Pros and Cons: The Dish on Induction Cooktops

If there's been long-term resistance to induction cookers, it's because most people don't know much about them

Induction elements heat pots and pans with magnetic fields instead of flames or radiant coils.

While I'm known around the internet as a home improvement expert, I'm known to my family and friends as a pretty good cook — the principal cook in our family of four, I should add — since my wife neither likes cooking nor knows how to do it. She's got a steady 9-to-5 and spends her free time training to run marathons. The kids and I love her, so she gets a pass on meal prep. I'm happy to oblige.

The Best Laid Plans 
I grew up cooking with gas, and when we recently bought what we believed to be an otherwise worthy house with an electric cooktop in the kitchen, I resolved to run a gas line up from the basement and replace it. But, we found during our first year there that it was actually the "House of 12 Plagues" — floods, pests, plumbing issues, mechanical breakdowns — all of which required a great deal of my expert attention in serial chunks.

The new gas line/cooktop kept getting shoved to the bottom of the list. To tell the truth, after dealing with all that, I didn't really feel like spending another afternoon with the spiders in the crawlspace below the kitchen running the supply line for a new gas stove, much less a weekend patching and painting the basement walls and ceiling, which would need to be opened up in the process.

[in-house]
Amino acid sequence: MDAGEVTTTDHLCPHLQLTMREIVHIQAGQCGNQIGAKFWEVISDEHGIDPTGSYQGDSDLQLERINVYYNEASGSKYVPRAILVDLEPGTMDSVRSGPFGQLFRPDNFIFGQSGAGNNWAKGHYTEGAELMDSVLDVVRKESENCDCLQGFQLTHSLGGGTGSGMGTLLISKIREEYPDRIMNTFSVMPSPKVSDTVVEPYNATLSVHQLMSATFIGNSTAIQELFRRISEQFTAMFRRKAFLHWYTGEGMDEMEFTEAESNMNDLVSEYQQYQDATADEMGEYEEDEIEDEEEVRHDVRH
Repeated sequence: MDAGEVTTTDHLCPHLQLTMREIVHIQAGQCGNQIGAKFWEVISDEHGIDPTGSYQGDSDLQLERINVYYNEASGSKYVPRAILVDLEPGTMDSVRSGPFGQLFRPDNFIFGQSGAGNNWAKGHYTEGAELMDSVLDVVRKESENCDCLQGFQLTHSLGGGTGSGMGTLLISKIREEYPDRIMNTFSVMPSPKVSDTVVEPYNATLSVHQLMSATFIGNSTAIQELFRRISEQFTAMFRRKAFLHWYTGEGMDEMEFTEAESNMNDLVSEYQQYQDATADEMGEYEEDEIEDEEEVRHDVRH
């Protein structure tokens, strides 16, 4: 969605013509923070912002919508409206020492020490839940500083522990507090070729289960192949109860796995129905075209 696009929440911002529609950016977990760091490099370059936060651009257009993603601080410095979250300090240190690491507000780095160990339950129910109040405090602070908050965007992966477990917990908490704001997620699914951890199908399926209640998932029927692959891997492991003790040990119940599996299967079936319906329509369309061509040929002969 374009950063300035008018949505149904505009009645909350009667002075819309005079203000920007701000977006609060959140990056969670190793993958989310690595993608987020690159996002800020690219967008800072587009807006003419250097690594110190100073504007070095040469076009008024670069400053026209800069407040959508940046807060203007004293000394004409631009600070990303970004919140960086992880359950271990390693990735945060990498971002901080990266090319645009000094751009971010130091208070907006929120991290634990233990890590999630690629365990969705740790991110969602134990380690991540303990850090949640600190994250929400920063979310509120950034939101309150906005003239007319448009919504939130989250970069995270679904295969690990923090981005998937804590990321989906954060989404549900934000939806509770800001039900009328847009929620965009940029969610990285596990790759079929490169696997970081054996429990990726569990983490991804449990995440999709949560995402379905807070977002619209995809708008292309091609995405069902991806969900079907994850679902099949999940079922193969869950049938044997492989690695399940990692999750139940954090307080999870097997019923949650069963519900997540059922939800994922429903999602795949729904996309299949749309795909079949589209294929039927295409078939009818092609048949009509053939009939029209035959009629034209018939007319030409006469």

The Benefits of Induction Cooking 
As an expert on building and home improvement products, I have long been aware of induction cooking appliances and their conceptual benefits. Induction elements heat pots and pans with magnetic fields instead of flames or radiant coils. They've been around since the 1950s, but — if you believe what they say in the lifestyle magazines — induction cooktops are only now catching on with professional chefs and home cooks who aspire to state-of-the-art kitchens. They're an attractive alternative to conventional electric and gas stoves because:

  • Induction elements heat cookware faster and can cut cooking time.
  • The controls offer faster response and a more precise temperature setting.
  • They're safer; the surface stays cool to the touch and the burners turn off automatically when the cookware is removed.
  • They're easier to clean; spills don't get cooked onto their sleek ceramic surfaces.
  • They're more energy efficient.

If there's been long-term resistance to induction cookers, it's because most people don't know much about them. The most well-informed have heard that you can't use just any old cookware with an induction cooktop. Others just know that induction cooking is a little different from cooking with conventional electric or gas. They're afraid they'll have to learn to cook all over again.

Yes, I had my qualms, but what really induced me go for an induction cooktop was this: With a dedicated 240-volt circuit protected with 40-amp breakers serving the electric cooktop in my house already in place, I wouldn't have to do any hard, dirty work to set things up for a better cooker.

Cooking with an Induction Cooktop